Lt. Gov. Justin Fairfax (D-Va.) Photo: Drew Angerer/Getty Images

Virginia House Speaker Kirk Cox (R) has pitched Democrats on a 10-person bipartisan committee to investigate sexual assault accusations by two women against Lt. Gov. Justin Fairfax, reports the Washington Post.

The big picture: Republicans, who have a narrow majority in the Virginia General Assembly, need bipartisan buy-in to move forward with the investigation. But House Minority Leader Eileen Filler-Corn (D) expressed apprehension that a committee may hamper a criminal investigation, an alternative that Democrats believe would help avoid a “political, partisan sideshow.”

  • Democratic leaders uniformly called for Fairfax to resign once the second allegation was made, but Fairfax has resisted and requested an independent investigation.
  • Both women, Dr. Vanessa Tyson and Meredith Watson, have expressed a willingness to testify.

What they're saying: A spokesperson for Fairfax, Lauren Burke, responded to requests for an investigation by saying: "It would be extraordinary and unprecedented to initiate a General Assembly inquiry about matters that are better left to law enforcement. The Lieutenant Governor remains confident that the truth will prevail and that he will be exonerated."

Go deeper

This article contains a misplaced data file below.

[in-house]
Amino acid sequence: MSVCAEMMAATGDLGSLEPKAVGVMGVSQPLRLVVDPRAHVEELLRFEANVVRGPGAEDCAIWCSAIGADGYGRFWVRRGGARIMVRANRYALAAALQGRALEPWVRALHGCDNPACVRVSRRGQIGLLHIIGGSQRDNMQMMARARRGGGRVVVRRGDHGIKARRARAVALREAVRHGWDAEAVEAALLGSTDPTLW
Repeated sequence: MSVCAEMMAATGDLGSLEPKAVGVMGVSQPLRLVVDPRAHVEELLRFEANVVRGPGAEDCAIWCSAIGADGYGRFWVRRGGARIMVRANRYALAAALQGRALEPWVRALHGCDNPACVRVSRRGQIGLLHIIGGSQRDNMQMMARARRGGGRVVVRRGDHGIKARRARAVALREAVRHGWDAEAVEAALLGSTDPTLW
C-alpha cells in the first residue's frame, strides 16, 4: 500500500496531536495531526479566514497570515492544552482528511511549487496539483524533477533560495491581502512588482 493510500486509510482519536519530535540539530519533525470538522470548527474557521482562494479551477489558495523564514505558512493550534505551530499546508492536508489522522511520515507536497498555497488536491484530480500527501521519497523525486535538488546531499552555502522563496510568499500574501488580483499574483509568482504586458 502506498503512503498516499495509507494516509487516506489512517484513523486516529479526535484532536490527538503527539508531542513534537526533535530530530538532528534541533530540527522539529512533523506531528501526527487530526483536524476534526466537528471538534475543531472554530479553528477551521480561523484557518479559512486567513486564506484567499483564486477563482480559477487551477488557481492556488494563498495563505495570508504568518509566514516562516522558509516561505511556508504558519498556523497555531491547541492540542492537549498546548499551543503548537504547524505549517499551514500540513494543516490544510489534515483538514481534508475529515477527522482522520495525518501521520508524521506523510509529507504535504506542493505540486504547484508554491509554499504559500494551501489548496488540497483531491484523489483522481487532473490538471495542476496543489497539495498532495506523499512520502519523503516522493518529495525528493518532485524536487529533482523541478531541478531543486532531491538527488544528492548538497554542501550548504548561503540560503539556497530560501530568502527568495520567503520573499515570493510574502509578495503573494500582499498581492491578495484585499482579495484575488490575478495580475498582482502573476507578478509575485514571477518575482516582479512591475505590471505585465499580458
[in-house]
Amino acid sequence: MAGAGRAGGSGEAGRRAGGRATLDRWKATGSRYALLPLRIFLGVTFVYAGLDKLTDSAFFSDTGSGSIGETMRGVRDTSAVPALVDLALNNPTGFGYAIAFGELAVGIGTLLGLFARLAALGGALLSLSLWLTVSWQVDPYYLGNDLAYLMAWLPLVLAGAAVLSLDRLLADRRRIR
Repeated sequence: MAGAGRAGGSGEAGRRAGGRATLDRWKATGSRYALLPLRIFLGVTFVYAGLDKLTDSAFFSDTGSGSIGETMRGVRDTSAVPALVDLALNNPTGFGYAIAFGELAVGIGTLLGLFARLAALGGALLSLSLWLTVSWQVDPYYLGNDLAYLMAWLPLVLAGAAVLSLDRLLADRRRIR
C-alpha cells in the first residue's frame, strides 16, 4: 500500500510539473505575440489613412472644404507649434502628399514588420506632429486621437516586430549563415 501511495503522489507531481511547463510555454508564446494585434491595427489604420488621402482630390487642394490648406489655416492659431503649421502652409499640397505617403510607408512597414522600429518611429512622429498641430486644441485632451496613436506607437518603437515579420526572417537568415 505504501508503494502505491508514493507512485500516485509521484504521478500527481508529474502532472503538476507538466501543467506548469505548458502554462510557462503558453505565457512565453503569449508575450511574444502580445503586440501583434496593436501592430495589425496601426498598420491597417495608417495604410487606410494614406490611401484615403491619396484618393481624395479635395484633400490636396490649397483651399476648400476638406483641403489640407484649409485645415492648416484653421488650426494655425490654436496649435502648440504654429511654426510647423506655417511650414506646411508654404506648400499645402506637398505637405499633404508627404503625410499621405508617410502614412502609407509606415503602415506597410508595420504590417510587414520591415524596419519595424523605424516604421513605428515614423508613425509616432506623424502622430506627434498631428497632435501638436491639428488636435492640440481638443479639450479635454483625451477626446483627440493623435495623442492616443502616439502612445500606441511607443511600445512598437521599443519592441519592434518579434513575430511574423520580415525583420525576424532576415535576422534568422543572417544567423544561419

The TikTok deal's for-show provisions and flimsy foundations

Illustration: Aïda Amer/Axios

The new deal to rescue TikTok from a threatened U.S. ban — full of provisions aimed at creating the temporary appearance of a presidential win — looks like a sort of Potemkin village agreement.

How it works: Potemkin villages were fake-storefront towns stood up to impress a visiting czar and dignitaries. When the visitors left, the stage set got struck.

  • Similarly, many elements of this plan look hastily erected and easily abandoned once the spotlight moves on.
1 hour ago - Technology

Over 3 million U.S. voters have already registered on social media

Illustration: Eniola Odetunde/Axios

An estimated 2.5 million+ Americans have registered to vote on Facebook, Instagram, and Messenger, Facebook announced Monday. More than 733,000 Americans have registered to vote so far via Snapchat.

Why it matters: The broad reach of social media platforms makes them uniquely effective at engaging voters — especially younger voters who may not know how to register to vote or be civically engaged.

Felix Salmon, author of Capital
1 hour ago - Economy & Business

Wall Street: Recession is over

Illustration: Aïda Amer/Axios

U.S. economic activity fell more sharply in the second quarter of this year than during any other quarter in history. It's also going to grow more sharply in the third quarter of this year than during any other quarter in history.

  • The recession is over, according to Wall Street, with current forecasts showing sustained economic growth through 2021 and beyond.